This thesis presents work that we conducted as part of the project improving Medication Adherence through Person-Centered Care and Adaptive Interventions (iMedA) that aims to provide personalised adaptive interventions to hypertensive patients, supporting them in managing their medication regiment. The focus lies on inadequate medication adherence (MA), a pervasive issue where patients do not take their medication as instructed by their physician. The selection of individuals for intervention through secondary database analysis on Electronic Health Records (EHRs) was a key challenge and is addressed through in-depth analysis of common adherence measures, development of prediction models for MA and discussions on limitations of such approaches for analysing MA. Furthermore, providing personalised adaptive interventions is framed in the contextual bandit setting and addresses the challenge of delivering relevant interventions in environments where contextual information is significantly corrupted.       

The contributions of the thesis can be summarised as follows: (1) Highlighting the issues encountered in measuring MA through secondary database analysis and providing recommendations to address these issues, (2) Investigating machine learning models developed using EHRs for MA prediction and extraction of common refilling patterns through EHRs and (3) formal problem definition for a novel contextual bandit setting with context uncertainty commonly encountered in Mobile Health and development of an algorithm designed for such environments.  

Ort, förlag, år, upplaga, sidor
Halmstad: Halmstad University Press, 2021. s. 55
Serie
Halmstad University Dissertations ; 79
Nyckelord
Information Driven Care, Electronic Health Records, Machine Learning, Reinforcement Learning
Nationell ämneskategori
Hälso- och sjukvårdsorganisation, hälsopolitik och hälsoekonomi Signalbehandling
Identifikatorer
urn:nbn:se:hh:diva-44091 (URN)9789188749666 (ISBN)9789188749673 (ISBN)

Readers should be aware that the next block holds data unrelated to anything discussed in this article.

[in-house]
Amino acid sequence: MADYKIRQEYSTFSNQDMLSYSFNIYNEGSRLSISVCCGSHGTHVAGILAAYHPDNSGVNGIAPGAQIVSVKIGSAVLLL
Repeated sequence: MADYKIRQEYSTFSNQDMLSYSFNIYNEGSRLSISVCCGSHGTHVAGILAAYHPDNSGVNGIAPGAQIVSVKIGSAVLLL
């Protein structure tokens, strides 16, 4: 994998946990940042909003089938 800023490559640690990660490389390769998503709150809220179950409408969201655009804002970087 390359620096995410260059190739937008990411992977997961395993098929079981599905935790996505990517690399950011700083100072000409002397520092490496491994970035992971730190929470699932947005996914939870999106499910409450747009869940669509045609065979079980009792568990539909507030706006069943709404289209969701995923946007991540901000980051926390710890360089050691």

Presentation
2021-04-19, Wigforss, Visionen, Kristian IV:s väg 3, Halmstad, 14:00 (Engelska)
Opponent
Handledare
Tillgänglig från: 2021-04-08 Skapad: 2021-04-01 Senast uppdaterad: 2022-03-11Bibliografiskt granskad
2. Mobile Health Interventions through Reinforcement Learning
Öppna denna publikation i ny flik eller fönster >>Mobile Health Interventions through Reinforcement Learning
2023 (Engelska)Doktorsavhandling, sammanläggning (Övrigt vetenskapligt)
Abstract [en]

This thesis presents work conducted in the domain of sequential decision-making in general and Bandit problems in particular, tackling challenges from a practical and theoretical perspective, framed in the contexts of mobile Health. The early stages of this work have been conducted in the context of the project ``improving Medication Adherence through Person-Centred Care and Adaptive Interventions'' (iMedA) which aims to provide personalized adaptive interventions to hypertensive patients, supporting them in managing their medication regimen. The focus lies on inadequate medication adherence (MA), a pervasive issue where patients do not take their medication as instructed by their physician. The selection of individuals for intervention through secondary database analysis on Electronic Health Records (EHRs) was a key challenge and is addressed through in-depth analysis of common adherence measures, development of prediction models for MA, and discussions on limitations of such approaches for analyzing MA. Providing personalized adaptive interventions is framed in several bandit settings and addresses the challenge of delivering relevant interventions in environments where contextual information is unreliable and full of noise. Furthermore, the need for good initial policies is explored and improved in the latent-bandits setting, utilizing prior collected data to optimal selection the best intervention at every decision point. As the final concluding work, this thesis elaborates on the need for privacy and explores different privatization techniques in the form of noise-additive strategies using a realistic recommendation scenario.         

The contributions of the thesis can be summarised as follows: (1) Highlighting the issues encountered in measuring MA through secondary database analysis and providing recommendations to address these issues, (2) Investigating machine learning models developed using EHRs for MA prediction and extraction of common refilling patterns through EHRs, (3) formal problem definition for a novel contextual bandit setting with context uncertainty commonly encountered in Mobile Health and development of an algorithm designed for such environments. (4) Algorithmic improvements, equipping the agent with information-gathering capabilities for active action selection in the latent bandit setting, and (5) exploring important privacy aspects using a realistic recommender scenario.   

Ort, förlag, år, upplaga, sidor
Halmstad: Halmstad University Press, 2023. s. 56
Serie
Halmstad University Dissertations ; 102
Nationell ämneskategori
Datavetenskap (datalogi)
Forskningsämne
Hälsoinnovation, Informationsdriven vård
Identifikatorer
urn:nbn:se:hh:diva-52139 (URN)978-91-89587-17-5 (ISBN)978-91-89587-16-8 (ISBN)
Disputation
2023-12-15, S1002, Kristian IV:s väg 3, Halmstad, 13:00 (Engelska)
Opponent
Handledare
Tillgänglig från: 2023-11-29 Skapad: 2023-11-29 Senast uppdaterad: 2024-01-03Bibliografiskt granskad

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Galozy, AlexanderNowaczyk, SławomirPinheiro Sant'Anna, AnitaOhlsson, Mattias